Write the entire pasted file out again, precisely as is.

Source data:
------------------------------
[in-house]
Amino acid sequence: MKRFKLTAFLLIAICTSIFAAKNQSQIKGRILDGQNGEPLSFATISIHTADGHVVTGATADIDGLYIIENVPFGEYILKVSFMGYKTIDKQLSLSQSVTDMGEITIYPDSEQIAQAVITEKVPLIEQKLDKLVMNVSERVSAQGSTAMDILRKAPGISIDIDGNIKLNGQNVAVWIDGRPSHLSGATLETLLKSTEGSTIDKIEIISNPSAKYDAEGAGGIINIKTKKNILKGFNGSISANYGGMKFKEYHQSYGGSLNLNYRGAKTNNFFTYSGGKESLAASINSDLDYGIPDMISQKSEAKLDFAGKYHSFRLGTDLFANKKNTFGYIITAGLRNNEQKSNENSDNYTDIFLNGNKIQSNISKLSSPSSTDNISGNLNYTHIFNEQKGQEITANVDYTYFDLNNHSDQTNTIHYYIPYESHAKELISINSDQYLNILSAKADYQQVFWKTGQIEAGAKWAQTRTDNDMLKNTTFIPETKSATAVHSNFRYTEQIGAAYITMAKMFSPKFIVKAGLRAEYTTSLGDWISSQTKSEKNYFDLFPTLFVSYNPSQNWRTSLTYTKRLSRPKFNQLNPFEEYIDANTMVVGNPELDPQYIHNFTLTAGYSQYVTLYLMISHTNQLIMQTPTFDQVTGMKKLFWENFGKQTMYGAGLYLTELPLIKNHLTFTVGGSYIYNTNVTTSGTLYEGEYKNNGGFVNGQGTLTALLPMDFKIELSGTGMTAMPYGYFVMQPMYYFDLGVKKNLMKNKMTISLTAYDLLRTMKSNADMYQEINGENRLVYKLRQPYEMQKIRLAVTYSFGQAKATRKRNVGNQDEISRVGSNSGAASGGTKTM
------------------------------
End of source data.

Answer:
[in-house]
Amino acid sequence: MKRFKLTAFLLIAICTSIFAAKNQSQIKGRILDGQNGEPLSFATISIHTADGHVVTGATADIDGLYIIENVPFGEYILKVSFMGYKTIDKQLSLSQSVTDMGEITIYPDSEQIAQAVITEKVPLIEQKLDKLVMNVSERVSAQGSTAMDILRKAPGISIDIDGNIKLNGQNVAVWIDGRPSHLSGATLETLLKSTEGSTIDKIEIISNPSAKYDAEGAGGIINIKTKKNILKGFNGSISANYGGMKFKEYHQSYGGSLNLNYRGAKTNNFFTYSGGKESLAASINSDLDYGIPDMISQKSEAKLDFAGKYHSFRLGTDLFANKKNTFGYIITAGLRNNEQKSNENSDNYTDIFLNGNKIQSNISKLSSPSSTDNISGNLNYTHIFNEQKGQEITANVDYTYFDLNNHSDQTNTIHYYIPYESHAKELISINSDQYLNILSAKADYQQVFWKTGQIEAGAKWAQTRTDNDMLKNTTFIPETKSATAVHSNFRYTEQIGAAYITMAKMFSPKFIVKAGLRAEYTTSLGDWISSQTKSEKNYFDLFPTLFVSYNPSQNWRTSLTYTKRLSRPKFNQLNPFEEYIDANTMVVGNPELDPQYIHNFTLTAGYSQYVTLYLMISHTNQLIMQTPTFDQVTGMKKLFWENFGKQTMYGAGLYLTELPLIKNHLTFTVGGSYIYNTNVTTSGTLYEGEYKNNGGFVNGQGTLTALLPMDFKIELSGTGMTAMPYGYFVMQPMYYFDLGVKKNLMKNKMTISLTAYDLLRTMKSNADMYQEINGENRLVYKLRQPYEMQKIRLAVTYSFGQAKATRKRNVGNQDEISRVGSNSGAASGGTKTM